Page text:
Learning to Drive

LEARNING TO DRIVE. Starring: Patricia Clarkson, Ben Kingsley, Grace Gummer, Jake weber, and Sarita Choudhury. Directed by Isobel Coixet. Rated M (Coarse language, sex, nudity and mature themes). 90 min.

This British-American comedy-drama tells the story of a successful middle-aged book editor, whose marriage is in disarray and is stunned that her 21-year relationship to her husband has come to an end. It is based on an autobiographical article published by Katha Pollitt in "The New Yorker" magazine in 2002.

Book Editor, Wendy Shields (Patricia Clarkson), has a bitter quarrel with her husband Ted (Jake Webber) in the back seat of a cab, driven by a gentle Sikh, Darwan Singh Tur (Ben Kingsley). Wendy's marriage disintegrates before Darwan's eyes. Wendy's absorption in her work as a book critic in New York has prevented her from seeing that her marriage to Ted, who has been unfaithful to her, is in crisis.

Darwan is a cab driver by night, but a driving instructor by day, and Wendy takes driving lessons from him so that she can drive to her daughter Tasha (Grace Gummer) who lives in Vermont. Darwan too has his problems. He is waiting to marry Jasleen (Sarita Choudhury) who comes across to him from India for an arranged marriage, and Jasleen is a woman he has never met.

As the driving lessons proceed, Darwan and Wendy learn to trust each other and share their opinions on relationships. They begin their friendship with seemingly opposite beliefs, but forge a friendship that teaches both of them to find value and purpose in their lives. The journey for Wendy is toward greater self-sufficiency and independence. The journey for Darwan is to find a way of handling the insecurity he feels about committing himself fully to another person. The developing friendship between them helps to solve the conflicts each is facing.

The chemistry between Kingsley and Clarkson is excellent, and they both bring consummate acting skill to the roles they play in a relatively straightforward plot. The film doesn't attempt to overreach on its drama. It evolves its scenarios predictably, but it does so in a charming and often funny way. The personalities of Darwan and Wendy clash dramatically, but Clarkson and Kingsley play comically off each other with the help of witty and sensitive scripting.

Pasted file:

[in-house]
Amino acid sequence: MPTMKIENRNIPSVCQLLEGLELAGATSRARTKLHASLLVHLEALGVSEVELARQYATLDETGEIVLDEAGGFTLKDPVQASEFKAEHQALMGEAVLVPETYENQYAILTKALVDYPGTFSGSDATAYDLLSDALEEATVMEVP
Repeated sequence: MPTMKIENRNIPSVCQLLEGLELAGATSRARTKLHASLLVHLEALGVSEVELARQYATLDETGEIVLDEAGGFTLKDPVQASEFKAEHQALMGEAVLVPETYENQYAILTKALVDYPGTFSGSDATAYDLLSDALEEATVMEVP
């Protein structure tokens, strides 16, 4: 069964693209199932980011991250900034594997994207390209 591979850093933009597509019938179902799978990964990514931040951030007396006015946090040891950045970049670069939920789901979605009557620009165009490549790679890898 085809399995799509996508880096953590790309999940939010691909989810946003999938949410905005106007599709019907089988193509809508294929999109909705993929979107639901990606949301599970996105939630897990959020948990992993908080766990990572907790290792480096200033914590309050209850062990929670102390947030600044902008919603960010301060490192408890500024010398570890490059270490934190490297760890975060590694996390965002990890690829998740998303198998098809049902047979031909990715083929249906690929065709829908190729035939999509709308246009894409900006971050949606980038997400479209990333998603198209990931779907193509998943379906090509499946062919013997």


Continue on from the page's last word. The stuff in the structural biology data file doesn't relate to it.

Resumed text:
The movie flirts with deeper themes such as anti-Arab sentiment and the complexities of illegal immigration in the US, as well as dealing with obvious differences in philosophical beliefs about the nature of marriage. It explores, for instance, the cultural disparity between Indian and American attitudes to marriage, but makes the moral point tellingly that pursuit of complete freedom without responsible restraint is not a firm basis for a meaningful, intimate relationship.

For the most part, the film stays close to the developing friendship between its two main characters, but the clash of cultures is consistently implicit in how two unlikely people are drawn to each other. Darwan's self-control and quiet demeanour are contrasted repeatedly with Wendy's nervous volatility. Both, however, are compassionate people, and the film paradoxically reinforces the value of forging attachments that truly last.

This film is a feel-good, simple movie about people from different cultures, who struggle in their lives. It is a comic film that observes differences insightfully, and it stays clear of over-reaching on the seriousness of its core themes. It chooses to entertain gently and quietly. The film uses the metaphor of "learning to drive" to explore the necessity to face conflicts in life with eyes wide open in order "to see everything". This metaphor has been used in the cinema before, and is used here with skill by the movie's Spanish Director, Isobel Coixet in a warm way.

The film explores the intricacies of human relationships, and tells us that friendships can be forged meaningfully, but the attachments built to last are the ones that are based on mutual honesty and understanding.

Peter W. Sheehan is associate of the Australian Catholic Office for Film and Broadcasting

Madman Entertainment

Released October 8, 2016


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